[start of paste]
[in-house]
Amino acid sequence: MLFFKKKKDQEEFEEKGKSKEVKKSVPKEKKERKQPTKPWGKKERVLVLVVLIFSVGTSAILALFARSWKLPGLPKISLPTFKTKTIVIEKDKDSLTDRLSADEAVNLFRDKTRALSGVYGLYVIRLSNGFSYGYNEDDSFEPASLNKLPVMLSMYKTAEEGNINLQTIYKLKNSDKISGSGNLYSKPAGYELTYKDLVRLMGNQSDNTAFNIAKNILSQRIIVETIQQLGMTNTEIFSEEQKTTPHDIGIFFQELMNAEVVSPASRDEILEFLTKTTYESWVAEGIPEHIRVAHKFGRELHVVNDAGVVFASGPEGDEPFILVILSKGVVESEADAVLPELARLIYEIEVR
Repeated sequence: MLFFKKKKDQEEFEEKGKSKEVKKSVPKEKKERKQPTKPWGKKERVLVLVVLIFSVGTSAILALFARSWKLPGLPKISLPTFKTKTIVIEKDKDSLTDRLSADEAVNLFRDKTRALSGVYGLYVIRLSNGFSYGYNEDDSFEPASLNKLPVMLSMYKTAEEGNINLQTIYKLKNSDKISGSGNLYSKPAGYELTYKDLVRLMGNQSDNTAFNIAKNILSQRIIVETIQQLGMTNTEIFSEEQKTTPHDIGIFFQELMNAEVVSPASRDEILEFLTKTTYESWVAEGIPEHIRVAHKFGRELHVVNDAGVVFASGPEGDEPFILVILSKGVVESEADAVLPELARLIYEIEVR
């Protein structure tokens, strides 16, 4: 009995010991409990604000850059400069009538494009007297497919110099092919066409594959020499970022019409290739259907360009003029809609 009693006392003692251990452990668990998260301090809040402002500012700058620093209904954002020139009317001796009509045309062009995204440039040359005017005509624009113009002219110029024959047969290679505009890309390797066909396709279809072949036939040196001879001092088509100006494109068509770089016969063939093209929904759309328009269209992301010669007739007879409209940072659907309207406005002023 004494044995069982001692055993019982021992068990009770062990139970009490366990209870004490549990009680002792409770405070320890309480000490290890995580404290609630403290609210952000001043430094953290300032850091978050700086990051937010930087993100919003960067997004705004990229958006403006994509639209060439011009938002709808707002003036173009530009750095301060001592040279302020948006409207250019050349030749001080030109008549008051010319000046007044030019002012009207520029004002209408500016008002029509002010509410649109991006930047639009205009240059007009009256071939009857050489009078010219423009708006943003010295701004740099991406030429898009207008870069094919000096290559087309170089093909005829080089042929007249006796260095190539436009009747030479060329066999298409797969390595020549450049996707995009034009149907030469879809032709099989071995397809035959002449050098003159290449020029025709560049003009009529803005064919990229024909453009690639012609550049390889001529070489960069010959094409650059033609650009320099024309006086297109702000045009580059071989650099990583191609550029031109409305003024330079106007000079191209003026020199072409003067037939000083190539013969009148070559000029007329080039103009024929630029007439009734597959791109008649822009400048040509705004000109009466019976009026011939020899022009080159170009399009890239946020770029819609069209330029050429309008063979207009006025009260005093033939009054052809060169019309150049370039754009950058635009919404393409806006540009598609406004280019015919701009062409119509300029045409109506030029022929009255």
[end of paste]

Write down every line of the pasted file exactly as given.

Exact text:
[in-house]
Amino acid sequence: MLFFKKKKDQEEFEEKGKSKEVKKSVPKEKKERKQPTKPWGKKERVLVLVVLIFSVGTSAILALFARSWKLPGLPKISLPTFKTKTIVIEKDKDSLTDRLSADEAVNLFRDKTRALSGVYGLYVIRLSNGFSYGYNEDDSFEPASLNKLPVMLSMYKTAEEGNINLQTIYKLKNSDKISGSGNLYSKPAGYELTYKDLVRLMGNQSDNTAFNIAKNILSQRIIVETIQQLGMTNTEIFSEEQKTTPHDIGIFFQELMNAEVVSPASRDEILEFLTKTTYESWVAEGIPEHIRVAHKFGRELHVVNDAGVVFASGPEGDEPFILVILSKGVVESEADAVLPELARLIYEIEVR
Repeated sequence: MLFFKKKKDQEEFEEKGKSKEVKKSVPKEKKERKQPTKPWGKKERVLVLVVLIFSVGTSAILALFARSWKLPGLPKISLPTFKTKTIVIEKDKDSLTDRLSADEAVNLFRDKTRALSGVYGLYVIRLSNGFSYGYNEDDSFEPASLNKLPVMLSMYKTAEEGNINLQTIYKLKNSDKISGSGNLYSKPAGYELTYKDLVRLMGNQSDNTAFNIAKNILSQRIIVETIQQLGMTNTEIFSEEQKTTPHDIGIFFQELMNAEVVSPASRDEILEFLTKTTYESWVAEGIPEHIRVAHKFGRELHVVNDAGVVFASGPEGDEPFILVILSKGVVESEADAVLPELARLIYEIEVR
């Protein structure tokens, strides 16, 4: 009995010991409990604000850059400069009538494009007297497919110099092919066409594959020499970022019409290739259907360009003029809609 009693006392003692251990452990668990998260301090809040402002500012700058620093209904954002020139009317001796009509045309062009995204440039040359005017005509624009113009002219110029024959047969290679505009890309390797066909396709279809072949036939040196001879001092088509100006494109068509770089016969063939093209929904759309328009269209992301010669007739007879409209940072659907309207406005002023 004494044995069982001692055993019982021992068990009770062990139970009490366990209870004490549990009680002792409770405070320890309480000490290890995580404290609630403290609210952000001043430094953290300032850091978050700086990051937010930087993100919003960067997004705004990229958006403006994509639209060439011009938002709808707002003036173009530009750095301060001592040279302020948006409207250019050349030749001080030109008549008051010319000046007044030019002012009207520029004002209408500016008002029509002010509410649109991006930047639009205009240059007009009256071939009857050489009078010219423009708006943003010295701004740099991406030429898009207008870069094919000096290559087309170089093909005829080089042929007249006796260095190539436009009747030479060329066999298409797969390595020549450049996707995009034009149907030469879809032709099989071995397809035959002449050098003159290449020029025709560049003009009529803005064919990229024909453009690639012609550049390889001529070489960069010959094409650059033609650009320099024309006086297109702000045009580059071989650099990583191609550029031109409305003024330079106007000079191209003026020199072409003067037939000083190539013969009148070559000029007329080039103009024929630029007439009734597959791109008649822009400048040509705004000109009466019976009026011939020899022009080159170009399009890239946020770029819609069209330029050429309008063979207009006025009260005093033939009054052809060169019309150049370039754009950058635009919404393409806006540009598609406004280019015919701009062409119509300029045409109506030029022929009255």